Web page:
Everything appears uncertain to them. The world seems like a dark place and they become very shaky and unstable from inside. How can you consider such a person’s karma to be good? Those whose karmas are good have this firm belief, ‘God is with me at all times. My Gurudev is with me, and I have all the inner strength that I need’.
Those who have faith in God, Guru and the Self do not fear anything at all. They are able to sleep peacefully. They will engage themselves completely in whatever they do (without any doubt). This is because they have faith (in their abilities) and they know that they have the support of the Divine in everything that they do. Life cannot progress without this faith. Having faith in oneself, faith in the society, and faith in that invisible power which is present everywhere, is important. And all these three faiths are one, they are not separate from each other.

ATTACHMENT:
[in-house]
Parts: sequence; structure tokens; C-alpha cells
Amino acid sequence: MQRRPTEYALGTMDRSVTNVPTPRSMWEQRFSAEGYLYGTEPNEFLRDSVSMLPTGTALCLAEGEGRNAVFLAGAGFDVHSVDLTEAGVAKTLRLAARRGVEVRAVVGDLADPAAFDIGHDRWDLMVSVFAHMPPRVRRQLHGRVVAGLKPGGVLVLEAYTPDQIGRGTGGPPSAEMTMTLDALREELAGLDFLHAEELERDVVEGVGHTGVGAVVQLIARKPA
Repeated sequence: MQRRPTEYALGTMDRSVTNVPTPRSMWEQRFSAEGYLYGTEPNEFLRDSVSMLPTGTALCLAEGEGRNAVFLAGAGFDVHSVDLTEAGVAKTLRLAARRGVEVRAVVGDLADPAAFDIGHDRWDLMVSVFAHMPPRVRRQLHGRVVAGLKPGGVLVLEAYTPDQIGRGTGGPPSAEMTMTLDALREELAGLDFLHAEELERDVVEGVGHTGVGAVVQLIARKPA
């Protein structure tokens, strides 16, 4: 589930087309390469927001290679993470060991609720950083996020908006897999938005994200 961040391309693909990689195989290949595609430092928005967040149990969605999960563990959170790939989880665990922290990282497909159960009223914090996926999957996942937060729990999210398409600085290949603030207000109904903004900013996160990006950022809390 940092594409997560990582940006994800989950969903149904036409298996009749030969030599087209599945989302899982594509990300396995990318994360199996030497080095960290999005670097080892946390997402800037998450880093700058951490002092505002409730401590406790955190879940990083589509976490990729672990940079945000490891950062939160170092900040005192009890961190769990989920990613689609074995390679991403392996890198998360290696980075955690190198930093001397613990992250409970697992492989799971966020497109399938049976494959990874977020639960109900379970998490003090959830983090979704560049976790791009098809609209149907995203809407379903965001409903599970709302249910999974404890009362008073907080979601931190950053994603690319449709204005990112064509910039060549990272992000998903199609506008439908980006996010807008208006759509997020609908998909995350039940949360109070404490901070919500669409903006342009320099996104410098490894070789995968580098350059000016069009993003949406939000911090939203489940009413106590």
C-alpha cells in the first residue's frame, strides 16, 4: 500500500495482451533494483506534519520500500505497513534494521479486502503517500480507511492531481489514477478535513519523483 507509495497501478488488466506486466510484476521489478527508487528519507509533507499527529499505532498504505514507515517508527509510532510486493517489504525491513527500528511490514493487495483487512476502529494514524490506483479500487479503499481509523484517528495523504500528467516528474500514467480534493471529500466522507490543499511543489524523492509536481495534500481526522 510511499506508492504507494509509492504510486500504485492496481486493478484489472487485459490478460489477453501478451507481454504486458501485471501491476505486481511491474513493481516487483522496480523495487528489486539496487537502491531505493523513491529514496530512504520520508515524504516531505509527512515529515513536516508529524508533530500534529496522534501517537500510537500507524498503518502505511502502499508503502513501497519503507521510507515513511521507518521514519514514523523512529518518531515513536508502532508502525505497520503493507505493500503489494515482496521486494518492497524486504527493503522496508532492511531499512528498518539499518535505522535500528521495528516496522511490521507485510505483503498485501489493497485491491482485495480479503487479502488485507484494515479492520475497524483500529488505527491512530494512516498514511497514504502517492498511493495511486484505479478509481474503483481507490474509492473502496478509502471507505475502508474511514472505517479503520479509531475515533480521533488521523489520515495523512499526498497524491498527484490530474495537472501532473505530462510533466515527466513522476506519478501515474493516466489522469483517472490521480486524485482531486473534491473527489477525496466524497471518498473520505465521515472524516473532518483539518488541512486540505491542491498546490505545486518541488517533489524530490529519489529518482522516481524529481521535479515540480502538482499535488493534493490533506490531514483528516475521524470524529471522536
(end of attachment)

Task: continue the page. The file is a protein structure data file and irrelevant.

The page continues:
Lord Krishna says, ‘The third kind of people who seek refuge in Me are the ones who want to know, ‘Who am I? What is this world? What is meaning of life?’ People who have a genuine thirst for knowledge also come to Me (Jigyasu). The fourth kind of people who come to Me are the wise and knowledgeable (jnani). They are those who know (the truth) and have faith in Me. One who knows the truth will definitely have faith in Me. How can one who knows the Self not have faith?’
‘So these four kinds of people seek refuge in Me: the miserable; the one who seeks material fulfilment; the inquisitive and the wise. And all these four kinds of people have very good karma’, Lord Krishna says.
Now you should turn back and reflect on those times of your life when you were depressed and you turned to the Divine; the times you wanted some desires to be fulfilled; the times when you had thirst for knowledge, and the times when you turned to the Divine as a wise person.